Undergraduate Course: Honours Algebra (MATH10069)
|School||School of Mathematics
||College||College of Science and Engineering
|Credit level (Normal year taken)||SCQF Level 10 (Year 3 Undergraduate)
||Availability||Available to all students
|Summary||This is a core course for Honours Degrees involving Mathematics. It showcases the power of abstraction and brings together several different topics that you have already learned, in order to present a view on some of the more advanced algebra that is critical for later courses and also in application, as well as of interest in its own right.
There are 3 lectures a week as well as a workshop; there are also 2-hour computer lab sessions in alternate weeks.
"One great power of mathematics is abstraction. Here abstraction is the distillation of a mathematical idea to its essence - in the case of linear algebra, understanding what unifies points, lines and planes, and so on. This turns out to be very useful. Why? Well two apparently different ideas can turn out to have the same underlying structure, and then insight you get from one can reveal the other.. Think of a dictionary, allowing you to translate the masterpieces of one language into another. [Of course, you still need to work hard to make a good translation.] Second, it is often easier to understand general structure than it is to understand specific examples. Many mathematicians think ""if you can't answer a particular question, generalise it - it might become easier!"". This course is about showcasing this, as well as giving you a solid base for more advanced topics in Year 4 and beyond. It also emphasises connections with other parts of mathematics, and will feature applications of the theory to problems, sometimes even beyond mathematics.
The syllabus first covers abstract vector spaces and linear transformations. It then introduces rings and modules, their quotients, and the first isomorphism theorem. The multilinear algebra of determinants is studied, together with eigenvectors and eigenvalues, culminating in the Cayley-Hamilton theorem and the Perron Frobenius Theorem. This is followed by an introduction to inner product spaces and the Spectral Theorem. The course then moves on to normal forms for linear transformations and particularly the Jordan Normal Form.
Throughout the course, we will also work with a computer algebra system (e.g. Maple) to learn about programming skills and data structures which are useful in Pure Mathematics and beyond. In lab sessions, we will use these skills to investigate topics that are relevant to the theory being developed in lectures and workshops. Students will also carry out a group project which will require some computer algebra work and a short group presentation.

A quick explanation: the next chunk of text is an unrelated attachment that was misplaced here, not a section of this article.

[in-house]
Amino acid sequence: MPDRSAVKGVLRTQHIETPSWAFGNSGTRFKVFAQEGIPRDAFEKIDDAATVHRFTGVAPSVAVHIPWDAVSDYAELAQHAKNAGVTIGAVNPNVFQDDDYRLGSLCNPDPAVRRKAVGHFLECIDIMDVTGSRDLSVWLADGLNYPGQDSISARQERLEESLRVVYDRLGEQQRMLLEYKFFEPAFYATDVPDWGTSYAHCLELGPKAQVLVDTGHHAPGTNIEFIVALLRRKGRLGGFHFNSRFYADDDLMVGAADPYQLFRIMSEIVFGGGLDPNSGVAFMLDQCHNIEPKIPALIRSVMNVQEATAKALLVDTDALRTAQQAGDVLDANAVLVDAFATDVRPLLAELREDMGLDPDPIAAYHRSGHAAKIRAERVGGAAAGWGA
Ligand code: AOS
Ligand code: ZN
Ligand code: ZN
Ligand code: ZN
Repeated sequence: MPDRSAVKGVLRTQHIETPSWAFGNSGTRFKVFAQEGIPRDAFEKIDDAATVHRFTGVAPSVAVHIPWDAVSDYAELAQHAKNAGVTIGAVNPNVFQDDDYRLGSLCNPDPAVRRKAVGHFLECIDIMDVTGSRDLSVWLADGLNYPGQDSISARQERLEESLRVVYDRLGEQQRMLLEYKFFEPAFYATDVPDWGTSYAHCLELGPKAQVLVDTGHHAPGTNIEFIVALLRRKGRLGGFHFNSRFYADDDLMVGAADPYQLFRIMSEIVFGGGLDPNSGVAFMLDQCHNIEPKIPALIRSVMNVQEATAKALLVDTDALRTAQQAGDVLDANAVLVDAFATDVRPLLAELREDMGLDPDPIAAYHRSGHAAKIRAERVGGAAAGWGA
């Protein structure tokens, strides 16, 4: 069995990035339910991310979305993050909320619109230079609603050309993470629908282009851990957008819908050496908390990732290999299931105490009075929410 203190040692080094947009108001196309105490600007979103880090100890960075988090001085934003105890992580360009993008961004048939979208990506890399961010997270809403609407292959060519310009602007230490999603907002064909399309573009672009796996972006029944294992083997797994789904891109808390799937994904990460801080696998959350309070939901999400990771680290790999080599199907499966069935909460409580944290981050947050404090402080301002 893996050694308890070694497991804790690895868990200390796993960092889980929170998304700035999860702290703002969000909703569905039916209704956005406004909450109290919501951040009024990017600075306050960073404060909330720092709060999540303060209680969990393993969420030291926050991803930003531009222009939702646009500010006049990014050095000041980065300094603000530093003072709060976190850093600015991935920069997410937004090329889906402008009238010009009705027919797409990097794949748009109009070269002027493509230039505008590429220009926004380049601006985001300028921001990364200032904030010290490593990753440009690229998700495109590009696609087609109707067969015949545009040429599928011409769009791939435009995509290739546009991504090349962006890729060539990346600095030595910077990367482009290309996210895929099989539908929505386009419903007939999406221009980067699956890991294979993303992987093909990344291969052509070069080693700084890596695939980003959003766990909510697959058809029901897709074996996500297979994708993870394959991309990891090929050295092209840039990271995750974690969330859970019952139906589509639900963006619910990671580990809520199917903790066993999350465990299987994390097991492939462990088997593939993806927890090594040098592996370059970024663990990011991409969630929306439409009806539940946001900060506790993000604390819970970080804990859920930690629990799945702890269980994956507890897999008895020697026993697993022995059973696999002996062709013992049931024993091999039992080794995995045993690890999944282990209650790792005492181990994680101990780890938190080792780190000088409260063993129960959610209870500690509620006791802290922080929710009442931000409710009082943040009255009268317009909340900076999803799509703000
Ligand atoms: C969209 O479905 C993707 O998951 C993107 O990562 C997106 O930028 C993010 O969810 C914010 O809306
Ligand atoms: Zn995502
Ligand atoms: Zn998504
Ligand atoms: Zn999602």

1. Basic concepts in abstract linear algebra, abstract vector spaces, bases, linear maps, dimension, images and kernels.
2. Linear transformations, choice of basis, Smith normal form.
Rings and Modules
1. Basic definitions and examples of rings, homomorphisms, kernels, images.
2. Polynomials, their Euclidean algorithm, roots and algebraically closed fields.
3. Basic definitions and examples of modules, homomorphisms, kernels, images.
4. Quotient rings, modules and vector spaces; the first isomorphism theorem.
Determinants and Eigenvalues
1. Multilinear forms; characterisations of determinant.
2. Eigenvalues and eigenvectors; diagonalisable and triangularisable linear mappings; Cayley-Hamilton Theorem.
3. Perron-Frobenius Theorem and applications.
Inner Product Spaces and Quadratic Forms
1. Basic definitions and examples of inner product spaces.
2. Orthogonal projection; Gram-Schmidt;
3. Quadratic Forms; Sylvester's Law of Inertia;
4. Adjoints of linear transformations; spectral theorem for finite dimensional inner product spaces.
Jordan Normal Form
1. The Jordan Normal Form.
2. Applications of the Jordan Normal Form.
Entry Requirements (not applicable to Visiting Students)
|| Students MUST have passed:
Fundamentals of Pure Mathematics (MATH08064)
||Other requirements|| Students must not have taken :
Information for Visiting Students
|High Demand Course?
Course Delivery Information
|Academic year 2015/16, Available to all students (SV2)
|Learning and Teaching activities (Further Info)
Lecture Hours 35,
Seminar/Tutorial Hours 10,
Supervised Practical/Workshop/Studio Hours 10,
Summative Assessment Hours 3,
Programme Level Learning and Teaching Hours 4,
Directed Learning and Independent Learning Hours
|Assessment (Further Info)
|Additional Information (Assessment)
||Coursework 20%, Examination 80%
||Hours & Minutes
|Main Exam Diet S2 (April/May)||Honours Algebra (MATH10069) ||3:00|
On completion of this course, the student will be able to:
- Work/compute with the objects introduced in the class (abstract vector spaces, rings, modules), the notions associated to the maps (linear transformations/homomorphism) between them (kernel, images, determinants), constructions with them (quotients), and forms on vector spaces (inner products, quadratic forms).
- State and prove the results covered in the course, especially the first isomorphism theorem, properties of the determinant, properties of eigenvalues, the spectral theorem.
- Apply these results to examples that have not been covered in class and to calculate with the Jordan Canonical Form.
- Write and test short procedures to carry out calculations in abstract algebra using a computer algebra system.
- Work collaboratively to investigate an application of abstract algebra using a computer algebra system, and deliver a presentation on the topic to an audience of peers.
|Graduate Attributes and Skills
|Course organiser||Prof Iain Gordon
Tel: (0131 6)50 5062
|Course secretary||Mr Thomas Robinson
Tel: (0131 6)50 4885
© Copyright 2015 The University of Edinburgh - 18 January 2016 4:24 am